MINNEAPOLIS -- The Toronto Blue Jays returned to the Metrodome last night to find that something had changed since they ended the regular season here on Sunday afternoon. They have played baseball under the Big Top before, but not when the circus is in town.
The Detroit Tigers had the same realization in 1987, when they dominated the Minnesota Twins during the regular season and were dome-inated in the playoffs.
The Blue Jays can deny that they were shouted out of the first game of the American League Championship Series, but they certainly were at loose ends in the early innings of last night's 5-4 defeat.
The sellout crowd of 54,766 tried hard to re-create the atmosphere that gave the Twins a tremendous home-field advantage on the way to the 1987 world championship. The homer hankies were everywhere. Dozens of banners ringed the upper deck. Most of the fans wore white, though it had nothing to do with surrender.
"It didn't bother me," said Blue Jays outfielder Joe Carter, who played a catchable line drive into a run-scoring double in the third inning. "You don't let those things bother you. If it pumps them up, great, but I wasn't worried about it."
Perhaps it was just a coincidence, but the Blue Jays made two physical errors and a couple of mental ones to help the Twins build a five-run lead by the third inning.
Perhaps it was just a coincidence, but the Twins improved their postseason record at the Metrodome to 7-0.
The five-run advantage would hold up, but not by much. Twins right-hander Jack Morris was overpowering for five innings, but his strong performance unraveled with an AL playoff record-tying string of hits in the sixth. Only 3 2/3 innings of hitless relief by Carl Willis and Rick Aguilera would salvage the victory for him.
Morris had everything going his way until the sixth inning. He was working on a three-hitter. The crowd was in the game. The Twins had a four-run lead. What could go wrong?
Try everything. Morris struck out Manuel Lee to open the inning, then gave up three runs on five consecutive singles as the Blue Jays tied the AL playoff record set by the New York Yankees against the Oakland A's on Oct. 14, 1981. That turned it back into a game and turned Morris into a spectator.
Devon White lined a single to left and Roberto Alomar followed with a pop-up that disappeared against the gray-white fabric roof and fell behind second base for another hit. It was the kind of thing that has been known to rattle Morris, but he went head-to-head with Carter in a classic 10-pitch at-bat before giving up a line drive to right to load the bases.
John Olerud drove in the first run of the inning with a single to right, and Kelly Gruber pulled an 0-2 pitch into left field to pull the Blue Jays to within 5-4.
"Jack did a fabulous job," Twins manager Tom Kelly said. "Maybe I was a little dumb in leaving him out there so long. He has a sore throat and an upper-respiratory infection, but nothing was going to keep him from going out there."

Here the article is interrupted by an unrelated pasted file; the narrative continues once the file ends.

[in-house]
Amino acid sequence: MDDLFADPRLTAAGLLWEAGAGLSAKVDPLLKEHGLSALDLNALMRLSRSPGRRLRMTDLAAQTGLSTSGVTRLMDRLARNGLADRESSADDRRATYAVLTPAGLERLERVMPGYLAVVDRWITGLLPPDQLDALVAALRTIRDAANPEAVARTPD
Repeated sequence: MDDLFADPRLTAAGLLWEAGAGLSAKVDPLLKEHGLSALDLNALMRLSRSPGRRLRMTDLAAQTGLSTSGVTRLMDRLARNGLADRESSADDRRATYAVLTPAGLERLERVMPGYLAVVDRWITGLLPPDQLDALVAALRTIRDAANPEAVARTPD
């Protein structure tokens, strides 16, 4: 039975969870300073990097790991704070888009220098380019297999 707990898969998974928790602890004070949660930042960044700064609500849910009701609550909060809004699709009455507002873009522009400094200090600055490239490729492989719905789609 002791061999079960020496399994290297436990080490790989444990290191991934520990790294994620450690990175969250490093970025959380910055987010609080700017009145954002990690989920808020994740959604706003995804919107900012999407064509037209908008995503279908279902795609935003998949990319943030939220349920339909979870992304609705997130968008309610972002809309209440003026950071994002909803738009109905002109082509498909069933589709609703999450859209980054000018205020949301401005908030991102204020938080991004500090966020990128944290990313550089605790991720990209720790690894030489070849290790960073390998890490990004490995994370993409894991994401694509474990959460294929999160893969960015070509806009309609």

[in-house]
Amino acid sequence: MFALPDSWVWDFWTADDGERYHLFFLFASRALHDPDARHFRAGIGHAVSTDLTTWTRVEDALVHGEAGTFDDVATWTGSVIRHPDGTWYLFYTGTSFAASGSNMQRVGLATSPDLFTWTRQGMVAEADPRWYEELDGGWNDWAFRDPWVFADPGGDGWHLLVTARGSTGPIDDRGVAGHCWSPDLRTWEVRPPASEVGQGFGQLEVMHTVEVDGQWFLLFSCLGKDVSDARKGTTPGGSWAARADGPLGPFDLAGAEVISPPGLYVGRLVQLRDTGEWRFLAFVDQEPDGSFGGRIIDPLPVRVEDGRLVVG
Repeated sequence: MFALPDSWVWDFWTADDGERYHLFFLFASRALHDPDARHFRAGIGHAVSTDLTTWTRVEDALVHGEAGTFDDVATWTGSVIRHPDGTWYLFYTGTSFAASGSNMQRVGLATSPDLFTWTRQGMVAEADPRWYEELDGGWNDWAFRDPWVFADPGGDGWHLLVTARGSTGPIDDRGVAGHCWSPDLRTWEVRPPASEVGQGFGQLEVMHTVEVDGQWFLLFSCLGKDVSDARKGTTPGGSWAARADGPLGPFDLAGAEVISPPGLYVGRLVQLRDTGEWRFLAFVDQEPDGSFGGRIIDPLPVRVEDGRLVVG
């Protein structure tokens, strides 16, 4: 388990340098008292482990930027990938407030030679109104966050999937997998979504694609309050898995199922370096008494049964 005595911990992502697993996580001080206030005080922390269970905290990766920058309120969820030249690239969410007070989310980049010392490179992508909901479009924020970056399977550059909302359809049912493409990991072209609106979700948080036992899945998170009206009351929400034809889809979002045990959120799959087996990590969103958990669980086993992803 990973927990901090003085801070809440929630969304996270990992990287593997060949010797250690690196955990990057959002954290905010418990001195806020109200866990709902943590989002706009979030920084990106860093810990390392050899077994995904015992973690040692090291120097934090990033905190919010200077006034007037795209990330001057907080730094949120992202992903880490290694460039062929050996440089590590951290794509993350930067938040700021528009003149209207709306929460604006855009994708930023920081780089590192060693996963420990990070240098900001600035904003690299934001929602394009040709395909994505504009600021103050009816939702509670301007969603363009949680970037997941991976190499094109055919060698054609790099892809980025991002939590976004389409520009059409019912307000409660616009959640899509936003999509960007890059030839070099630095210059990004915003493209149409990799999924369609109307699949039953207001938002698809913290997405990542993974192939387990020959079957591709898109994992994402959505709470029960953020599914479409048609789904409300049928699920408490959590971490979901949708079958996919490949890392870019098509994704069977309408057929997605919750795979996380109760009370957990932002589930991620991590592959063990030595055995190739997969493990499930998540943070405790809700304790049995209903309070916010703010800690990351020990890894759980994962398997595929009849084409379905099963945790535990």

Willis came in to get out of the inning with the one-run lead intact and went on to hold the Blue Jays hitless until Aguilera took over with two out in the eighth.
But it never figured to come to that. The Blue Jays did everything in their power to get blown out in the early innings, even though they had one of the AL's stingiest pitchers on the mound.
Knuckleballer Tom Candiotti had the second-best ERA in the league (2.62) during the regular season, but he gave up eight hits in 2 2/3 innings in the first postseason appearance of his career.
Toronto manager Cito Gaston had it all figured out. He aligned his starting rotation so that Candiotti would put the Minnesota lineup into a funk and set them up for hard-throwing rookie Juan Guzman today.
It didn't work out quite the way the Blue Jays might have hoped.
The Twins picked their way through Candiotti's pitch selection until they found the ones they liked and then took flight, stealing four bases in the first three innings, aggressively advancing on fly balls and playing hit-and-run -- much more running than expected from the Twins, who ranked 16th with 107 stolen bases in the regular season.
"We got him out of his game plan somewhat," Kelly said. "He started throwing more fastballs and more sliders. [Hitting coach] Terry Crowley prepared the hitters very well. We did a pretty good job of getting good pitches to hit and getting the bat on the ball."
Dan Gladden and Chuck Knoblauch opened the first inning with back-to-back hits, setting up Chili Davis for a two-out, two-run single that put the Twins on top to stay. The Twins added two more runs on four hits in the second, with Gladden and Knoblauch again contributing base hits.
Gladden has a history of jump-starting the Twins offense in postseason play. He hit .350 in the 1987 playoffs against the Detroit Tigers and .314 overall in postseason play that year.